ABC ME’s ground-breaking First Day owes it all to Evie

If not for the strength of 12 year old Evie Macdonald to tell the story of a trans girl, First Day could never have existed.

“From the very beginning Kirsty and I spoke about how important it was for us to cast a trans girl in the lead,” says producer Julie Kalceff.

“If we couldn’t find the right person, then we couldn’t make the short film, we couldn’t make the first episode.”

But when Kalceff and co-producer Kirsty Stark found 12 year old Evie Macdonald they knew they had the makings of First Day.

Originally commissioned as a short by ABC for International Day of the Girl in 2017, the story of a young trans girl discovering her authentic self.

A 4 part series was produced on 2020, winning accolades from International Emmy Kids Awards, MIPCOM Diversify TV Excellence Awards, Prix Jeunesse International Children’s Television Festival, Banff World Media Festival Rockie Awards, Rose d’Or Awards and more.

“We spoke a lot about the fact that we’re both CIS gendered,” says openly gay Julie Kalceff.

“We were very aware that we’re not trans people, so this wasn’t our story to tell”

“We were very aware that we’re not trans people, so this wasn’t our story to tell. So it was really important for us to find the right actor, and then empower her to tell her story. Not many 12 year olds are able to do make a TV show so it became our job to then empower Evie to tell that story.”

Kalceff had previously produced 5 seasons of lesbian web series Starting From Now before she struck on the idea for First Day.

“A close family member was transitioning when she was six. So I could see how happy she was, living as her authentic self. But I could also see how lonely she was and how much her mum struggled with not knowing what to do, to support her. She didn’t have anyone to talk to. So I kind of put the two and two together and thought ‘Wouldn’t it be great if there was a children’s TV episode about trans girls?’ She could watch it and feel less alone, feel like part of the community.”

After the short was produced Kalceff and Stark proposed a series to ABC, spending 18 months to get it off the ground.

“So the first season, was really about Hannah starting school and presenting for the first time as a trans girl- in primary school, she’d been presenting as male. This was her chance to start a new school, and to present her authentic self. It was about her navigating the world … including when the bully from her primary school shows up and knows and knows who she is,” she continues.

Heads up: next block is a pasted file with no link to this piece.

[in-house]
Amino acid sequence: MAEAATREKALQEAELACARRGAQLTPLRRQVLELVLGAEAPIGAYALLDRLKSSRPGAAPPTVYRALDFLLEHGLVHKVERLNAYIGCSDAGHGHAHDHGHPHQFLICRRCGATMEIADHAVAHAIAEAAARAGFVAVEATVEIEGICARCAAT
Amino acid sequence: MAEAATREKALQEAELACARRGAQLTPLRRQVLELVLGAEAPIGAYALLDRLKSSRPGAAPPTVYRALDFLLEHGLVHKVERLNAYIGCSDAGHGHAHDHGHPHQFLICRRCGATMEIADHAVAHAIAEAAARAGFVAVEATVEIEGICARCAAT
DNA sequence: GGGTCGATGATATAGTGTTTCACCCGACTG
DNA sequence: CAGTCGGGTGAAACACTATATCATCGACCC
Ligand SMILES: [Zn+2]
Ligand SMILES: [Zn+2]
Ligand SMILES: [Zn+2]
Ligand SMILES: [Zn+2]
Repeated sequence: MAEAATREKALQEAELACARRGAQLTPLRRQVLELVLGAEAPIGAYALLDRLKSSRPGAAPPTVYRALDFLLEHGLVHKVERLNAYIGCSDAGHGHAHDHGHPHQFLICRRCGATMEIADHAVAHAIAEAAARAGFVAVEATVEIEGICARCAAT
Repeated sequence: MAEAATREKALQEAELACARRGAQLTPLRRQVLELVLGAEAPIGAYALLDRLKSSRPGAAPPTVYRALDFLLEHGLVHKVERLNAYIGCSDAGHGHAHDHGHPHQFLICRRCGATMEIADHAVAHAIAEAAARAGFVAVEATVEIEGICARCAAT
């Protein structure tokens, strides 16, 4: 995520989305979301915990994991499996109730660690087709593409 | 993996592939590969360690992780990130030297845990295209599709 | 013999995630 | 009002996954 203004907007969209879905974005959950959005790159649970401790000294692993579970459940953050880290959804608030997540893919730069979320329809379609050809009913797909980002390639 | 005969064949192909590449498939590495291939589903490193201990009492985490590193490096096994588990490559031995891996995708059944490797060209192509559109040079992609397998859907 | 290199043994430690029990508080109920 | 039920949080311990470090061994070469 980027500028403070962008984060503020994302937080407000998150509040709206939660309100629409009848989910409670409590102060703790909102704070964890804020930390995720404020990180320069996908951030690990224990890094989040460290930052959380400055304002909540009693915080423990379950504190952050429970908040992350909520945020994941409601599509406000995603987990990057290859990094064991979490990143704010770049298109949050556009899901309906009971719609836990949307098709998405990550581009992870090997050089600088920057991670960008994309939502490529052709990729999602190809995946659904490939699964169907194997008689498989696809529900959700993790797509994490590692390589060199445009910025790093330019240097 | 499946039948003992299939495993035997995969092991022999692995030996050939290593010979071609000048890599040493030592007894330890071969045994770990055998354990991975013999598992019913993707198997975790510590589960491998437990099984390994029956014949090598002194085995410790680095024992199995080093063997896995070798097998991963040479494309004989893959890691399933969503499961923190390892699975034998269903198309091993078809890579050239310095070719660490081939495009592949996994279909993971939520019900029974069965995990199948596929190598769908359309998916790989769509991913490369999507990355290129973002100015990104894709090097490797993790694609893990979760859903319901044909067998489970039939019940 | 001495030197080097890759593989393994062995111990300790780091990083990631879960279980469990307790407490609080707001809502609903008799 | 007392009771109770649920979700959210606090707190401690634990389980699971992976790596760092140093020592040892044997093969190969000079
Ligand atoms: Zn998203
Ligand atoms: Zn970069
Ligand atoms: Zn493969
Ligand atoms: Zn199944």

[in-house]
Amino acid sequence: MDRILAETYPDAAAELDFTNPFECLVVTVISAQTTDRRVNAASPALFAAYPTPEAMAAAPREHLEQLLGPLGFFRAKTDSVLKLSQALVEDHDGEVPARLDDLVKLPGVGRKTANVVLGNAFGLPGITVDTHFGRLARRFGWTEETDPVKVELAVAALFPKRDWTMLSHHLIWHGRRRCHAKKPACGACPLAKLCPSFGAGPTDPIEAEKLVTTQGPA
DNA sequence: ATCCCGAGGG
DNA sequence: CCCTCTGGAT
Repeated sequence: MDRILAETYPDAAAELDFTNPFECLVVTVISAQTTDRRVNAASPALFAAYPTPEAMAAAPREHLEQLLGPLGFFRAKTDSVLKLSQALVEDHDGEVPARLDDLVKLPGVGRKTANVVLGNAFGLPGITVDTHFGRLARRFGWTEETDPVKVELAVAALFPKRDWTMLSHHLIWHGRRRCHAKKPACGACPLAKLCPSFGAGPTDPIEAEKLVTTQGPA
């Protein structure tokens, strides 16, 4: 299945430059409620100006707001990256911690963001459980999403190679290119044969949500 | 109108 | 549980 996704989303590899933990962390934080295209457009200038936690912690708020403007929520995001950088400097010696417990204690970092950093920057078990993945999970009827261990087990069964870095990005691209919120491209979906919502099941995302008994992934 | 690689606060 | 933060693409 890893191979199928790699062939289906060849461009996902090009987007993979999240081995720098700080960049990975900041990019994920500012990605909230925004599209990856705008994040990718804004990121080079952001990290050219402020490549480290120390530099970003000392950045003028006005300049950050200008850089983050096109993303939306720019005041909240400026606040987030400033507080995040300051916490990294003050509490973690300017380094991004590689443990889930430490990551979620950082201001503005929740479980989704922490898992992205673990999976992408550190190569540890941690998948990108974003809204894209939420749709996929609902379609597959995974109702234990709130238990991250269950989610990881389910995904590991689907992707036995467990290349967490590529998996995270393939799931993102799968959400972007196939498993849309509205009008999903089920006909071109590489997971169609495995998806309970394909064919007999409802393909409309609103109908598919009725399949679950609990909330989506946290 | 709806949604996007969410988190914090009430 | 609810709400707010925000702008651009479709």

“Once you come out, you come out every day”

“At the end of season one, we had lots of people reach out and say, ‘How come there’s only four episodes?’

“Some people thought she’s out now, people accepted her, that’s the end of the story. But my feeling, especially as a member of the LGBT community, is that’s not the end of the story. Once you come out, you come out every day and that’s just the start.

“So Season Two was about her navigating the world as an out trans girl, and how people respond to her.

“She’s got the same issues as all kids her age, dating, getting on with friends and all those sorts of things. But there’s this added layer, because she’s transgender, of things that she has to deal with.”

Episodes in Season 2 see Hannah dealing with pointed references to her identity, which still make her feel accepted than her classmates.

“She gets comments like that on a daily basis”

“I spoke a lot to Evie about the sorts of things that she has to put up with at school. She gets comments like that on a daily basis so we thought it was really important to look at those microaggressions. Even if people don’t think they’re saying the wrong thing… those comments are hurtful and you need to think about what you’re saying,” she says.

The series also features Joanne Hunt as Hannah’s mother, Anthony Brandon Wong (S1) as the school principal and Brenna Harding (Puberty Blues, A Place to Call Home), whose same-sex parents famously appeared in a high profile Play School episode, as teacher Ms. Fraser.

“It was great to get Brenna. I’ve been a long admirer of her work. The fact that she grew up in the spotlight having been on Play School as a young child, it just felt like a great fit, because she’d be a good role model for Evie to have someone who could understand what she was going through.”

In addition to addressing themes of identity in a Children’s timeslot, First Day marks another first in Australian television.

“When we filmed First Day it was the first time a trans actor had been in the lead role of the TV series. And then Georgie Stone joined Neighbours,” says Kalceff.

“Both young, both amazing, incredibly articulate young women.

“We’ve also had an amazing amount of messages from people overseas”

“We’ve also had an amazing amount of messages from people overseas, in countries where we actually didn’t even know it was screening. Particularly parents reaching out and saying that they watched with their trans child, and the family were able to watch it together. How it started conversations and it allowed siblings to to ask questions they hadn’t asked before.”

But Kalceff also confirms these are the final episodes of Hannah’s story, partly due to the ages of the cast (Evie Macdonald is now 17) and the need for others to come to the fore.

“Some of our cast members have started university, some are 18 years old. By the time we’d get Season Three off the ground, they’d be way too old,” she concedes.

“But being CIS gendered we feel like it’s time for transgender people to tell to tell a story like this. We’re so grateful to have had this opportunity but we feel like 2 seasons is enough for us to tell the story and it’s time for other stories to be told.”

Thursday March 31 at 5pm on ABC ME.

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